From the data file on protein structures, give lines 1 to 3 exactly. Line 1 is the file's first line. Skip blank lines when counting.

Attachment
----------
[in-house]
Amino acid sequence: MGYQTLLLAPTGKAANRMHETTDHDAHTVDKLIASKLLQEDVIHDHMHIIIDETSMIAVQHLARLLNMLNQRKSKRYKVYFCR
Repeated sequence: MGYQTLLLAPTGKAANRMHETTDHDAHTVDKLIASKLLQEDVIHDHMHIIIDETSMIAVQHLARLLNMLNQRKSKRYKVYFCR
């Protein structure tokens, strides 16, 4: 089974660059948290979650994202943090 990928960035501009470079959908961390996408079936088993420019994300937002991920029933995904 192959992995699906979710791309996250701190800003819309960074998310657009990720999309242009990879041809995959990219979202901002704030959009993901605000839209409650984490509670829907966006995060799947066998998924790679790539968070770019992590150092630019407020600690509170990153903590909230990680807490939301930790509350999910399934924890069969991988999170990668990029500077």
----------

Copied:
[in-house]
Amino acid sequence: MGYQTLLLAPTGKAANRMHETTDHDAHTVDKLIASKLLQEDVIHDHMHIIIDETSMIAVQHLARLLNMLNQRKSKRYKVYFCR
Repeated sequence: MGYQTLLLAPTGKAANRMHETTDHDAHTVDKLIASKLLQEDVIHDHMHIIIDETSMIAVQHLARLLNMLNQRKSKRYKVYFCR